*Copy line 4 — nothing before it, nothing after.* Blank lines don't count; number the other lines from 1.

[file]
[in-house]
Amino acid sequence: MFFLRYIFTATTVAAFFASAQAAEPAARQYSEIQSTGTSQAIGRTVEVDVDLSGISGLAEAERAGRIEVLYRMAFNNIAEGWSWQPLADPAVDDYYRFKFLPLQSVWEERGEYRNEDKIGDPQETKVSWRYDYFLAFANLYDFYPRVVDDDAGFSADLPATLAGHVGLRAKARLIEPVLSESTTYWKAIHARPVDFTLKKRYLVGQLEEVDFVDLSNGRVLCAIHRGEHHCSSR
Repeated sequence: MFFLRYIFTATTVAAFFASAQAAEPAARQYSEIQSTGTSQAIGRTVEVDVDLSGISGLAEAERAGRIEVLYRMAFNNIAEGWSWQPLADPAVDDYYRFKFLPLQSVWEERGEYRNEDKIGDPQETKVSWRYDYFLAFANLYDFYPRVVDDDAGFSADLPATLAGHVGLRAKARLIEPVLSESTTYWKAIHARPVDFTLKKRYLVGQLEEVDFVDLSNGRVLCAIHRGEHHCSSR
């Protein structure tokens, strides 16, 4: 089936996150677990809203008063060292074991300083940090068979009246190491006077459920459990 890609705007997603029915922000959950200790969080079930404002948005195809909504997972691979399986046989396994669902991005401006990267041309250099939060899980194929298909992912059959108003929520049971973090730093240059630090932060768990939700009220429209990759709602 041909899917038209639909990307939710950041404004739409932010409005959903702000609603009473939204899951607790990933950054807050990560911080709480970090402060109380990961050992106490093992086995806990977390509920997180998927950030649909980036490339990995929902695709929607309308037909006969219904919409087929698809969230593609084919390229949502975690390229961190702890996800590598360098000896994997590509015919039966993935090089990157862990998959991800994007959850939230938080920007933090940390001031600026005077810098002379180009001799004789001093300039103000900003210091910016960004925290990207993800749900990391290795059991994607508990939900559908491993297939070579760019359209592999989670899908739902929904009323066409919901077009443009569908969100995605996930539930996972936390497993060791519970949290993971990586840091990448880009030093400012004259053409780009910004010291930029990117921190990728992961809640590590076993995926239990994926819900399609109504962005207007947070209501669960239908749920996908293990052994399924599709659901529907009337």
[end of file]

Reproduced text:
């Protein structure tokens, strides 16, 4: 089936996150677990809203008063060292074991300083940090068979009246190491006077459920459990 890609705007997603029915922000959950200790969080079930404002948005195809909504997972691979399986046989396994669902991005401006990267041309250099939060899980194929298909992912059959108003929520049971973090730093240059630090932060768990939700009220429209990759709602 041909899917038209639909990307939710950041404004739409932010409005959903702000609603009473939204899951607790990933950054807050990560911080709480970090402060109380990961050992106490093992086995806990977390509920997180998927950030649909980036490339990995929902695709929607309308037909006969219904919409087929698809969230593609084919390229949502975690390229961190702890996800590598360098000896994997590509015919039966993935090089990157862990998959991800994007959850939230938080920007933090940390001031600026005077810098002379180009001799004789001093300039103000900003210091910016960004925290990207993800749900990391290795059991994607508990939900559908491993297939070579760019359209592999989670899908739902929904009323066409919901077009443009569908969100995605996930539930996972936390497993060791519970949290993971990586840091990448880009030093400012004259053409780009910004010291930029990117921190990728992961809640590590076993995926239990994926819900399609109504962005207007947070209501669960239908749920996908293990052994399924599709659901529907009337």